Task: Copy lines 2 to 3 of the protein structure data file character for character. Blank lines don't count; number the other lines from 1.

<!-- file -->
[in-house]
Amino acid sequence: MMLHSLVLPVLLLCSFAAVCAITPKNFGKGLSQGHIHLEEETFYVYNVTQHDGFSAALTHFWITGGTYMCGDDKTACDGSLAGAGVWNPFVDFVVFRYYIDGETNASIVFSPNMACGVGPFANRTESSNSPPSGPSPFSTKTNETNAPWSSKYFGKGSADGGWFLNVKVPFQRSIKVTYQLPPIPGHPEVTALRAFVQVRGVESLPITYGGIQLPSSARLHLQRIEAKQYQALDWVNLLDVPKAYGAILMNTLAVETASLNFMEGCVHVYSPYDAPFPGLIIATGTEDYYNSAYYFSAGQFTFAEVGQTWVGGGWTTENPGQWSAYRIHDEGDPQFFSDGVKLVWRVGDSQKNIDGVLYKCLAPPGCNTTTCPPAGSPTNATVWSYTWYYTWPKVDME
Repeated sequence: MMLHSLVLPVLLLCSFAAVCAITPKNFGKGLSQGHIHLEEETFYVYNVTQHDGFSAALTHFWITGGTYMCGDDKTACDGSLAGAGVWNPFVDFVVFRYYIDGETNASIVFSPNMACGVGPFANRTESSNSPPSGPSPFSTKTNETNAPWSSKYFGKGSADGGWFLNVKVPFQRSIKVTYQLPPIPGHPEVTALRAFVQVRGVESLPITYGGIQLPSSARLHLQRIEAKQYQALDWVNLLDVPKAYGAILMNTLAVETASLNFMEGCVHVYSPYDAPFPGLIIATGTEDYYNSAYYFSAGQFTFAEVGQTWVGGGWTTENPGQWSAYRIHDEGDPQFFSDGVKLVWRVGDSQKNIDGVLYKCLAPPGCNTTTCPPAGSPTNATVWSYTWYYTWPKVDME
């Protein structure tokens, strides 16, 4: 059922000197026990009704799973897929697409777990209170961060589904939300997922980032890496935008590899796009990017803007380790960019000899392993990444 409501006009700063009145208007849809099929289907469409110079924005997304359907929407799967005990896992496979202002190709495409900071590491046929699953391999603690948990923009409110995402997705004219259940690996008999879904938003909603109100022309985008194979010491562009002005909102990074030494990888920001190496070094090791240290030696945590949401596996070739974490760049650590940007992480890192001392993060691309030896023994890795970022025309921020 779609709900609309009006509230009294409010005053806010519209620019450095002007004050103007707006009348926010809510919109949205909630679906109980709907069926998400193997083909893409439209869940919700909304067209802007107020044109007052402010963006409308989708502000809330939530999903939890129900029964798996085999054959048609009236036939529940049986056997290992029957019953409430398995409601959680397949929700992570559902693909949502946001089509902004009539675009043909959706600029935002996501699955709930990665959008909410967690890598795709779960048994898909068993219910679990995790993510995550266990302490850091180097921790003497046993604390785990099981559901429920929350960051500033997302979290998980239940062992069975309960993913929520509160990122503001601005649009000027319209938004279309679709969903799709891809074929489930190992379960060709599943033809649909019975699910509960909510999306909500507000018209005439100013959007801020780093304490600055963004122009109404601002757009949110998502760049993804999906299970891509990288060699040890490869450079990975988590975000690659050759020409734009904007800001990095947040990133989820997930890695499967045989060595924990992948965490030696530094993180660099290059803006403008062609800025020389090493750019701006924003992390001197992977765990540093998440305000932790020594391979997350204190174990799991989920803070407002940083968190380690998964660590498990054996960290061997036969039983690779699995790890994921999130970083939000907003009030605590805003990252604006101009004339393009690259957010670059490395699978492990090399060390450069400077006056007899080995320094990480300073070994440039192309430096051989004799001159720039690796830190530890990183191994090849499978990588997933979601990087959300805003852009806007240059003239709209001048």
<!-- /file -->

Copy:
Amino acid sequence: MMLHSLVLPVLLLCSFAAVCAITPKNFGKGLSQGHIHLEEETFYVYNVTQHDGFSAALTHFWITGGTYMCGDDKTACDGSLAGAGVWNPFVDFVVFRYYIDGETNASIVFSPNMACGVGPFANRTESSNSPPSGPSPFSTKTNETNAPWSSKYFGKGSADGGWFLNVKVPFQRSIKVTYQLPPIPGHPEVTALRAFVQVRGVESLPITYGGIQLPSSARLHLQRIEAKQYQALDWVNLLDVPKAYGAILMNTLAVETASLNFMEGCVHVYSPYDAPFPGLIIATGTEDYYNSAYYFSAGQFTFAEVGQTWVGGGWTTENPGQWSAYRIHDEGDPQFFSDGVKLVWRVGDSQKNIDGVLYKCLAPPGCNTTTCPPAGSPTNATVWSYTWYYTWPKVDME
Repeated sequence: MMLHSLVLPVLLLCSFAAVCAITPKNFGKGLSQGHIHLEEETFYVYNVTQHDGFSAALTHFWITGGTYMCGDDKTACDGSLAGAGVWNPFVDFVVFRYYIDGETNASIVFSPNMACGVGPFANRTESSNSPPSGPSPFSTKTNETNAPWSSKYFGKGSADGGWFLNVKVPFQRSIKVTYQLPPIPGHPEVTALRAFVQVRGVESLPITYGGIQLPSSARLHLQRIEAKQYQALDWVNLLDVPKAYGAILMNTLAVETASLNFMEGCVHVYSPYDAPFPGLIIATGTEDYYNSAYYFSAGQFTFAEVGQTWVGGGWTTENPGQWSAYRIHDEGDPQFFSDGVKLVWRVGDSQKNIDGVLYKCLAPPGCNTTTCPPAGSPTNATVWSYTWYYTWPKVDME